“I feel it’s important to scrimmage,” said Checkers Head Coach Geordie Kinnear. “I want the guys to get the touches and the physicality. Getting into game shape and getting ready to go, you have to get into those one-on-one battles and puck races.”
The scrimmages - which attempt to emulate a real game by featuring referees, stoppages, and an intermission - aim to get the skaters into the mindset of a regular season contest in lieu of a traditional preseason schedule.
“We’re kind of an island so we don’t get the luxury of playing exhibition games like a lot of the teams up in the northeast,” said team captain Zac Dalpe. “So these are kind of our exhibition games.”
Even for vets like Dalpe, who suited up for Florida during its preseason slate over the last few weeks, simulating game situations goes a long way toward jump starting their game.
“Guys who didn’t get exhibition games at rookie camp or with the big club, they have to treat it as such,” said Dalpe. You do drills all summer long but there’s nine other guys on the ice during a game so you need to work with that.”
Training camp will shift into the more traditional practice format soon, but for the time being these high-intensity scrimmages will go a long way toward defining this squad.
“We’re just focused on every day,” said Kinnear. “This is a new challenge for the coaching staff, we have to be able to find that identity. I saw a little bit of it today, but we've really got to step it up. With no exhibition games, we’re getting these scrimmages to see how we want to play and get the understanding of what I want from the guys.”
COMPETITION IS IMPORTANTAs it stands now, the ice at these training camp skates is pretty packed.
The Checkers’ roster currently houses 30 skaters and four goalies. Included in that are a solid chunk of the corps that will likely make up the opening-night roster - as Florida has trimmed its roster twice - along with a contingent of players signed to AHL contracts and another group of players attending as invites.
For the players in those latter two groups, these early days of camp are their shot at making a strong impression.
“The mindset is, ‘I have to get better every single day and I have to make sure I’m ultra competitive,’” said Kinnear said of what he’s looking for out of his skaters.
As those players battle to make a name for themselves, veterans like Dalpe are setting the standard and offering words of wisdom.
“Dalps is the captain, he leads by example and brings energy to the rink,” said Kinnear. “He’s a guy that’s been in the league a long time but nobody’s more excited to be on the ice than Zac.”
“Geordie always preaches two things - be a hard worker and be a good guy,” said Dalpe. “I don’t think you’ll ever be in GK’s dog house if you work hard. That’s the message that we try to preach. It starts from the top down, if your engine and your best players are the ones working hard, then it bleeds through the dressing room.”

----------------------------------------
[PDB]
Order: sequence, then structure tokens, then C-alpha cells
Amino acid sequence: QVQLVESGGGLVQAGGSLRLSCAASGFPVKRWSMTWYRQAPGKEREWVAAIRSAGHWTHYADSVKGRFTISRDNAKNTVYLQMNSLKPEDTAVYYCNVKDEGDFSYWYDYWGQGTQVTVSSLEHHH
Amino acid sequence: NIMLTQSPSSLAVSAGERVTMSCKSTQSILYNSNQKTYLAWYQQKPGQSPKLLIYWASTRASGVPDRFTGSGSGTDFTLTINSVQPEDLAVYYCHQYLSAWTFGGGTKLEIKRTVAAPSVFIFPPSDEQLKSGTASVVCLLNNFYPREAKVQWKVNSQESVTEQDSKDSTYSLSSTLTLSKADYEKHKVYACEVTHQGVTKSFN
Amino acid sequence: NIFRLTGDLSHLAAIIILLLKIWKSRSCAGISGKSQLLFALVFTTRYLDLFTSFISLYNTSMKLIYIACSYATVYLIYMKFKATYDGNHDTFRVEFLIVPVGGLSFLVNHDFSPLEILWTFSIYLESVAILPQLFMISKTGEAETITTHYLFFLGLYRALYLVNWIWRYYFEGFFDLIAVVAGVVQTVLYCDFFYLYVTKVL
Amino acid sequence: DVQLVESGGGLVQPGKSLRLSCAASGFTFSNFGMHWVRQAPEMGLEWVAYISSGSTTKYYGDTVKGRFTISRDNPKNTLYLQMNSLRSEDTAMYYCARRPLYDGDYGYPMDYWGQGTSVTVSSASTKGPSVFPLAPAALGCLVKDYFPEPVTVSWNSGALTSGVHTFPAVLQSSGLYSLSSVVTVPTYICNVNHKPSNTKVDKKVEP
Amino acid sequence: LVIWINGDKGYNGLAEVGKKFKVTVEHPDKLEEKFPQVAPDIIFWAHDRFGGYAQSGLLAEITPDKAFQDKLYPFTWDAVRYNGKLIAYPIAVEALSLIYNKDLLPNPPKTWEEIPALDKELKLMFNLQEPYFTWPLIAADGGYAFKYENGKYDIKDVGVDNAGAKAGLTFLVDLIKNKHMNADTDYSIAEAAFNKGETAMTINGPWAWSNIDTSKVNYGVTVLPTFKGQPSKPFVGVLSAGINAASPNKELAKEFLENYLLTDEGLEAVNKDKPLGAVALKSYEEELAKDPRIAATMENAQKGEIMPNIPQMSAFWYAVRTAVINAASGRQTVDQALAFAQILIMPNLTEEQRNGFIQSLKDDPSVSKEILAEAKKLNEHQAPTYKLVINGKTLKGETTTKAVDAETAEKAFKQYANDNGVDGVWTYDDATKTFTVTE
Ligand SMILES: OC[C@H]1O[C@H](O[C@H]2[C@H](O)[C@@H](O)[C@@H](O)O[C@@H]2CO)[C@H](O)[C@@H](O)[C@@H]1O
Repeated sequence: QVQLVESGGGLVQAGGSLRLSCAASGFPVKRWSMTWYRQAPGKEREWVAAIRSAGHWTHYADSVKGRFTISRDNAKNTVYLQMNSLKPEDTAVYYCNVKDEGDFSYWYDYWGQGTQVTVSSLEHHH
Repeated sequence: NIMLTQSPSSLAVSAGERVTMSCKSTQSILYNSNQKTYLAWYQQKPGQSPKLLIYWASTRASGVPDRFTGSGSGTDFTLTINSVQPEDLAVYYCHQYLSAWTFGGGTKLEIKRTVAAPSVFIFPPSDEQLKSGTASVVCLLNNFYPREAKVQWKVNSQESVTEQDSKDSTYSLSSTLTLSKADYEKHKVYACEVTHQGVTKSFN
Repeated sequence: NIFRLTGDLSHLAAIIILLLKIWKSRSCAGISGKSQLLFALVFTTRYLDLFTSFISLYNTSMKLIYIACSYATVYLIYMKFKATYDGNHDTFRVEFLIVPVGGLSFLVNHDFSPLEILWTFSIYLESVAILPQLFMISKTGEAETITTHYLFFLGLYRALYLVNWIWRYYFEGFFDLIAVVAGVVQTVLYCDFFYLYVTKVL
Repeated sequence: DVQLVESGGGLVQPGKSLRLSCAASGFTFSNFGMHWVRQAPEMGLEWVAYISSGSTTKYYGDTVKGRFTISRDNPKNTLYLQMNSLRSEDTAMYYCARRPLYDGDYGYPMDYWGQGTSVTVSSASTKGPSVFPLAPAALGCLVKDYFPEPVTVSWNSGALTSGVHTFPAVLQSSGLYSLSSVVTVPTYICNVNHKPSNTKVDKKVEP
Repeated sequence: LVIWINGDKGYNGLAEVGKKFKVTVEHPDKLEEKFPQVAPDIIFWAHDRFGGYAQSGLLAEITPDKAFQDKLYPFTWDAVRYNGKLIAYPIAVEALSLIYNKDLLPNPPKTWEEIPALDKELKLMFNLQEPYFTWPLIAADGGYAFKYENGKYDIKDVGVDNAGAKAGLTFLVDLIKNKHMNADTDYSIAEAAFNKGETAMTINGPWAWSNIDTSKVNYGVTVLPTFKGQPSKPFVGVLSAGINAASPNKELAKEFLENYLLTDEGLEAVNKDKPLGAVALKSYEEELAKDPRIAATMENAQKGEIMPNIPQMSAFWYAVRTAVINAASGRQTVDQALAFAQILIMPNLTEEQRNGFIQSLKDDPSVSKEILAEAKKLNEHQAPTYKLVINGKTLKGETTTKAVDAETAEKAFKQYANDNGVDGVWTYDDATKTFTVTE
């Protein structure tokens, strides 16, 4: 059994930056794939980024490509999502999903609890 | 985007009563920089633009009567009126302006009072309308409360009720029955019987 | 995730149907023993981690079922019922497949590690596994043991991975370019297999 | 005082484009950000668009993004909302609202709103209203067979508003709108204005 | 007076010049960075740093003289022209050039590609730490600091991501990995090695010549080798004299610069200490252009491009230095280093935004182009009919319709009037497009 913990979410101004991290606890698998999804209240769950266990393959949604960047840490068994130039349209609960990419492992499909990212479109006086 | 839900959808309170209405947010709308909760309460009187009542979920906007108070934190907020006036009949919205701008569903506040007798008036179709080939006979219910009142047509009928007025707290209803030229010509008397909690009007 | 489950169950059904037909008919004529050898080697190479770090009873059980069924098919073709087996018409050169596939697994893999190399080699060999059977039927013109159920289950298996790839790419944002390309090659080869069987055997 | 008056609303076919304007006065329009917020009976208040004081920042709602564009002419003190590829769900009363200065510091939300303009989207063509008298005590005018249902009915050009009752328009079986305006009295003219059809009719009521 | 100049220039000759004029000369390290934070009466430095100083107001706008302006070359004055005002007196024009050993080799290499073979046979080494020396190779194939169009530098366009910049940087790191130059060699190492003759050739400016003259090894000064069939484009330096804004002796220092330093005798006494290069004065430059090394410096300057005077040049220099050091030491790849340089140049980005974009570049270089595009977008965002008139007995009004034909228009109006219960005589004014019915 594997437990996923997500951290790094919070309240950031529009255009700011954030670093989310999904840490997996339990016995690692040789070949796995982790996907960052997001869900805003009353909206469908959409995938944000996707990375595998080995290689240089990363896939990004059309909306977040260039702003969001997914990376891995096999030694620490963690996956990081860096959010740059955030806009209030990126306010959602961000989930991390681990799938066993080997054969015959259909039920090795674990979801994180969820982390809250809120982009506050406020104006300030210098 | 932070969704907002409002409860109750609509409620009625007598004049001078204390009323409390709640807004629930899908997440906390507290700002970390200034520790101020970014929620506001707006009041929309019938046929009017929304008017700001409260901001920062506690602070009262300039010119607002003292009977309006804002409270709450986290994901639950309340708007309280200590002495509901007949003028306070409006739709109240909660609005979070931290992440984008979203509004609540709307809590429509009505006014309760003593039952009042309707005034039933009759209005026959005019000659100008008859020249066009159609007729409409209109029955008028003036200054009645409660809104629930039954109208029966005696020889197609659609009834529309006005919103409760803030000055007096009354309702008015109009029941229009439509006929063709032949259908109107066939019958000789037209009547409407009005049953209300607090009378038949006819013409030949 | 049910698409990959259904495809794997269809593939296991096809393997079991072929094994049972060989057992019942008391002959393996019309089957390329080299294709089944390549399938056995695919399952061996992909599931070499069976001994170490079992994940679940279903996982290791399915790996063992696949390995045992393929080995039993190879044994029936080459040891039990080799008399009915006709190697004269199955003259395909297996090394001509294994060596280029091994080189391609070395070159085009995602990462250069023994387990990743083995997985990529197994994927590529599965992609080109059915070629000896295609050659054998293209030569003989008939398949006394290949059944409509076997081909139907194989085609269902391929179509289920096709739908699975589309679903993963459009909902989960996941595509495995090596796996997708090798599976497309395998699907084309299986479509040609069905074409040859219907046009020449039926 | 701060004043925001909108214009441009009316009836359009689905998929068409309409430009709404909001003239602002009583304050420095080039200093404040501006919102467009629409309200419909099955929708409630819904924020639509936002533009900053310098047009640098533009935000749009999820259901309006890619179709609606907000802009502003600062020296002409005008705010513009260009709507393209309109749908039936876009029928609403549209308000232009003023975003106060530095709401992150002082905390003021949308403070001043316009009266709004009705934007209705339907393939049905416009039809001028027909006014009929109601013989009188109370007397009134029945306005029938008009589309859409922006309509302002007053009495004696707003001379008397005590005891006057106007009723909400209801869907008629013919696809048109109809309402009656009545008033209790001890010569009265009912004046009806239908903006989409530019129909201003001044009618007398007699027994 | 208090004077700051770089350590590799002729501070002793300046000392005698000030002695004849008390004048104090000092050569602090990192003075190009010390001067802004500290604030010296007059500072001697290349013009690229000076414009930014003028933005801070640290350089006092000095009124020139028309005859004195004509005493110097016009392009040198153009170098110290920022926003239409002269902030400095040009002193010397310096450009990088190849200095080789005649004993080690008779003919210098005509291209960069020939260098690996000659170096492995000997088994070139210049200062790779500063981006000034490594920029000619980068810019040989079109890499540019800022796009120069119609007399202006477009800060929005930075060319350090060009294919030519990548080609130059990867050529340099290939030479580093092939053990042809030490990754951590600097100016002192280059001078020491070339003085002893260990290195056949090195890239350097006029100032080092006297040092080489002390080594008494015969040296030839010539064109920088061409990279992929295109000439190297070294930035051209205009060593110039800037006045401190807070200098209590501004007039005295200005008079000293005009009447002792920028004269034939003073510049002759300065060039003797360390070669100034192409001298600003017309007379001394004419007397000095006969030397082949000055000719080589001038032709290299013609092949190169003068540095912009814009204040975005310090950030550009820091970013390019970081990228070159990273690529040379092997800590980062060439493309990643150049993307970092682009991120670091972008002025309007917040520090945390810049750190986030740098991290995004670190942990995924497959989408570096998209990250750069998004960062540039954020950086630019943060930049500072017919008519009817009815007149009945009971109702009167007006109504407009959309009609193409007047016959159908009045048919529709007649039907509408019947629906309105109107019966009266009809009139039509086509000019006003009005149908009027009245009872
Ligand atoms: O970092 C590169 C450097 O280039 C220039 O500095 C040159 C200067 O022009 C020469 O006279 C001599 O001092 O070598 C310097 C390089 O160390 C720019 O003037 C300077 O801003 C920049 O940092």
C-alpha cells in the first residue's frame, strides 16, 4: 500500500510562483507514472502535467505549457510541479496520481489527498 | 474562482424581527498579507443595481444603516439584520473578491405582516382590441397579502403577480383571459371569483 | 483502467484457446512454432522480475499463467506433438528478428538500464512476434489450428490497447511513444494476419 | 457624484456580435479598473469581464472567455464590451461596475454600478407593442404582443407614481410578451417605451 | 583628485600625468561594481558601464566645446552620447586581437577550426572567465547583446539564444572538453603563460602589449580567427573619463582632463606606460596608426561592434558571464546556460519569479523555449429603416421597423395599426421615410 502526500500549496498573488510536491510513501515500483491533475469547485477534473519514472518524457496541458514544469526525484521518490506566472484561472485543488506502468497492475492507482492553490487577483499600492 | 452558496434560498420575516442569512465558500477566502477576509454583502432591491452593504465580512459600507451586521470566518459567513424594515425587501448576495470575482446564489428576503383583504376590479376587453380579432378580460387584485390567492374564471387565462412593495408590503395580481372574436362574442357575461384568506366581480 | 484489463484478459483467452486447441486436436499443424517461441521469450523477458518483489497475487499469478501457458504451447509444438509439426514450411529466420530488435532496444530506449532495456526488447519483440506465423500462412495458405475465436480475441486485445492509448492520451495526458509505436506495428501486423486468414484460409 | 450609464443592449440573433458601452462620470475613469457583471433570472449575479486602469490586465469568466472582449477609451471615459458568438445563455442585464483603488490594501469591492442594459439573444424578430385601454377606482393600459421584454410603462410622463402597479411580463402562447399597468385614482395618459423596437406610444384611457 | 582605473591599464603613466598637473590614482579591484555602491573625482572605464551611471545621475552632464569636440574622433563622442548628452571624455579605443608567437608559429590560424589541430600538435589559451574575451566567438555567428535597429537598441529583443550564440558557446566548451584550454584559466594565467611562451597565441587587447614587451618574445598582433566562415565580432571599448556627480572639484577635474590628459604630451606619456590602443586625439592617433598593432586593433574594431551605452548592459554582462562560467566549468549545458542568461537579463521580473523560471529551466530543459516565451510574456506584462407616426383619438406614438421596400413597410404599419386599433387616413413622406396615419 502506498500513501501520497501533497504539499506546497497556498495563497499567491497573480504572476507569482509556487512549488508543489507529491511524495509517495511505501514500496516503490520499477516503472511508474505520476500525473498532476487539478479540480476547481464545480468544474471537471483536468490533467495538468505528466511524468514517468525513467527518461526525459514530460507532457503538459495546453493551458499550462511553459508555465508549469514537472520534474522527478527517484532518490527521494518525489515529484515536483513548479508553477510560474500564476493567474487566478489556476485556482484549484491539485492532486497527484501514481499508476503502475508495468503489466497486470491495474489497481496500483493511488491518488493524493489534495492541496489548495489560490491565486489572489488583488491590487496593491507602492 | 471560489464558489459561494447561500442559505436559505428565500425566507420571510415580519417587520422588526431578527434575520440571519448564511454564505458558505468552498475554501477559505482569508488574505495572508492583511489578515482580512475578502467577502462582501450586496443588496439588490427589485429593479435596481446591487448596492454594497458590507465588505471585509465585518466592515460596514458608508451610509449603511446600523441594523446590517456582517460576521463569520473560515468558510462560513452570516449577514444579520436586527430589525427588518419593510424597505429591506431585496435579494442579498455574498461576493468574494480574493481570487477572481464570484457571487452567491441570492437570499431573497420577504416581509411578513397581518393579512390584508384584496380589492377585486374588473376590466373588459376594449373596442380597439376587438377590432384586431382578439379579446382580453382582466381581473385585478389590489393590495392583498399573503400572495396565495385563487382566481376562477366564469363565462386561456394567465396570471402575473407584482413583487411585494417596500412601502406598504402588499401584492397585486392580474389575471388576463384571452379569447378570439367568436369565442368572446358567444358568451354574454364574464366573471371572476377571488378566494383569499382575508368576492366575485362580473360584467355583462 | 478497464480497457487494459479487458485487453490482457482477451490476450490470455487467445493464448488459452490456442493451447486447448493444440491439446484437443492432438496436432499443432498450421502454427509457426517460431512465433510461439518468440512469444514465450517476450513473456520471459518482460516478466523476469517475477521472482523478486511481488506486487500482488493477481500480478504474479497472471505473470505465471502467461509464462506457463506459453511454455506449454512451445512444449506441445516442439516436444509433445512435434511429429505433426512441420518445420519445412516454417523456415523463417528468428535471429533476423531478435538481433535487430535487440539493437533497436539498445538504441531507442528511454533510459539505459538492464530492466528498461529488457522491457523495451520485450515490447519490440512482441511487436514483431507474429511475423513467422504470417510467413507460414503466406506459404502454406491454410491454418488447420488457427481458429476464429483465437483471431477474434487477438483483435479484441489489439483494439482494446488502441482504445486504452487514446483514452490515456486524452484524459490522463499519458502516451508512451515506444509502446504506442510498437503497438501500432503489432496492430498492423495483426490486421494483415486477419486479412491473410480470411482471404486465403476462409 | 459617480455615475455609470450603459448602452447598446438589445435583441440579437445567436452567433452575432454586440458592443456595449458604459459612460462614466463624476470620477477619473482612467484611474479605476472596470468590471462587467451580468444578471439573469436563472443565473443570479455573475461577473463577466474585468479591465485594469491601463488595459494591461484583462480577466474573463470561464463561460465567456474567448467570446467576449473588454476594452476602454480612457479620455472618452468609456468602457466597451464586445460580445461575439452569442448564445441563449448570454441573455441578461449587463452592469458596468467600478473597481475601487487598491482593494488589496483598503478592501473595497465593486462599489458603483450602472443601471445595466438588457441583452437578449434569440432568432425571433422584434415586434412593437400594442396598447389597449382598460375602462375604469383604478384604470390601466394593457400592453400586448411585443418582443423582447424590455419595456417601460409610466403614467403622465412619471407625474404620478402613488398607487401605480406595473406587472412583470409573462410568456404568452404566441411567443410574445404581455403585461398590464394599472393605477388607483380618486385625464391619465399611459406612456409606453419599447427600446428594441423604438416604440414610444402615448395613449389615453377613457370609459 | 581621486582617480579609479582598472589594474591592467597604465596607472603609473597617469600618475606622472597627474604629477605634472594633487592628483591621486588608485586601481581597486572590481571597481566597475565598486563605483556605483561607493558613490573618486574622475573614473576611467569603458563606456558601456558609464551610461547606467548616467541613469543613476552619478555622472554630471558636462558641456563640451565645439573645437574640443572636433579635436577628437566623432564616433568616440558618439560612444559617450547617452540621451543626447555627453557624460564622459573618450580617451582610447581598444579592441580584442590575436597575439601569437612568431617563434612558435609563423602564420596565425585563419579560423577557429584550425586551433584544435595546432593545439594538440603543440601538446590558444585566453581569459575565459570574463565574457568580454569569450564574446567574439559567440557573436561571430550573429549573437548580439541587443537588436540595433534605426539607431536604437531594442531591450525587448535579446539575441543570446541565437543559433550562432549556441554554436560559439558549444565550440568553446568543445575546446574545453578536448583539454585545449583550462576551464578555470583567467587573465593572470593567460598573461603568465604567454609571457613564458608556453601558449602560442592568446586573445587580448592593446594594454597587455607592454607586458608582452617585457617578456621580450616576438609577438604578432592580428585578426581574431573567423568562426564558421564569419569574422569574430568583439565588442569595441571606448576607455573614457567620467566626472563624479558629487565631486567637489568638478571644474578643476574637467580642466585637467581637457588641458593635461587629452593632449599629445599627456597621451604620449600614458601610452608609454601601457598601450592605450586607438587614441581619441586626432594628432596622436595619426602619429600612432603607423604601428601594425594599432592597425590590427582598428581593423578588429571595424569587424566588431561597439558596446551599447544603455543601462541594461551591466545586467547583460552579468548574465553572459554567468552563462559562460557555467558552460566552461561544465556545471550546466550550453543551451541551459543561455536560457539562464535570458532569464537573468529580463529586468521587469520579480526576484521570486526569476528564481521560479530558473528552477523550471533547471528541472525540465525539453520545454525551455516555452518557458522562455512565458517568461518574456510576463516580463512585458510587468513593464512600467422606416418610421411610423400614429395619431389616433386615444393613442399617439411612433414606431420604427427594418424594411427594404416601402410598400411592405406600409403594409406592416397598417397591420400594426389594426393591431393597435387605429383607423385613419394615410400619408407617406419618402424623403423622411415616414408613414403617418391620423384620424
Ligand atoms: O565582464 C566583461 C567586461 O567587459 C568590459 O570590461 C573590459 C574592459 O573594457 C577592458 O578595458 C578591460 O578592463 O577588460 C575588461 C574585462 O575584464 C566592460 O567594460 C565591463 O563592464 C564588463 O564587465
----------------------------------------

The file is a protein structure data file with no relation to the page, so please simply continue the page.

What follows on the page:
Training camp is a key opportunity for those AHL-contracted players to push for a roster spot and for the invites to position themselves for a tryout when the situation calls for it during the season. But the glut of bodies on the ice also helps elevate the level of play across the board.
“Competition is important,” said Kinnear. “When you have people that come in who are hungry - free agent tryouts, guys who want to make the team - it just pushes everybody. You need that upward pressure. It’s the reality of the business that there’s always someone knocking at your door, so you have to be on your toes.”
NEW GROUPThis season marks Charlotte’s first as Florida's sole AHL affiliate. With Seattle’s farm team up and running, the Checkers will be stocked entirely by Panthers’ products - meaning that there will be an influx of new faces at the Coliseum.
Having Dalpe headlining the returning players is a solid foundation for introducing the new wave of talent to Charlotte.
“It’s all about who you have in place,” said Dalpe. “I like to be a guy who welcomes people no matter where they come from as far as teams and leagues last year. Try to gel right away, maybe a couple off-ice activities and we’ll hit the ground running.”
Even with the roster still packed, the group on the ice Wednesday already had a familiar feel to it.
“It’s a fun group, that’s kind of the environment that we create,” said Dalpe. “We’re just slowly building where we left off last year. That’s the main goal.”
Coach Kinnear’s impressions of the group as it stands is a similarly positive one.
“Coachable, trainable, want to get better,” said Kinnear. “Couple of long days but they’ve stayed engaged and shown that they want to get better.”
Kinnear doesn’t have to search far for the blueprint of melding a team in a short amount of time - his staff did just that last season as they juggled the dual affiliation.
“You look at last year, we found an identity with a whole new group,” he said. “So that’s our focus right now - to get the guys on the same page.”
The Checkers were a contender last season, emerging as one of the league’s stronger squads and capturing a division title. When their season was cut short with a playoff exit at the hands of Springfield, an emotional Dalpe conveyed how much he and the team wanted to win.
That drive to win is still palpable on the ice in camp, and Dalpe plans to keep it instilled in his group going forward.
“I think it’s the culture that we’ve created,” said Dalpe. “We’ve only been here one year with Florida. We didn’t win it all last year but we won a lot of games. Hopefully those translate into the more important months of the season. It’s a cliche but it does start in training camp.”